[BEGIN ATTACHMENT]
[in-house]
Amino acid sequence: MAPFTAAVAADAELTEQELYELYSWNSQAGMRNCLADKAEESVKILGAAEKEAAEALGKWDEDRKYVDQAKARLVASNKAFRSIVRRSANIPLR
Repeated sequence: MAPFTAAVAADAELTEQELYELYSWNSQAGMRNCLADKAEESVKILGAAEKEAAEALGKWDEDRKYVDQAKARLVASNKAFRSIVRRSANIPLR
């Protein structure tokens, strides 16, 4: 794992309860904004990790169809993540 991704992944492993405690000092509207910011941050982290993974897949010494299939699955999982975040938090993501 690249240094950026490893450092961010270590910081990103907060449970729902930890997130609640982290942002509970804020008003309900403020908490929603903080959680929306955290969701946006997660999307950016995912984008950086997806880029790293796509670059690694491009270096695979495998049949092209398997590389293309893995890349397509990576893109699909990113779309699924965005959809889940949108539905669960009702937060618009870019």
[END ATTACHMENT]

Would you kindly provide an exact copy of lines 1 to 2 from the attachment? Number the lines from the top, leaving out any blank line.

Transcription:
[in-house]
Amino acid sequence: MAPFTAAVAADAELTEQELYELYSWNSQAGMRNCLADKAEESVKILGAAEKEAAEALGKWDEDRKYVDQAKARLVASNKAFRSIVRRSANIPLR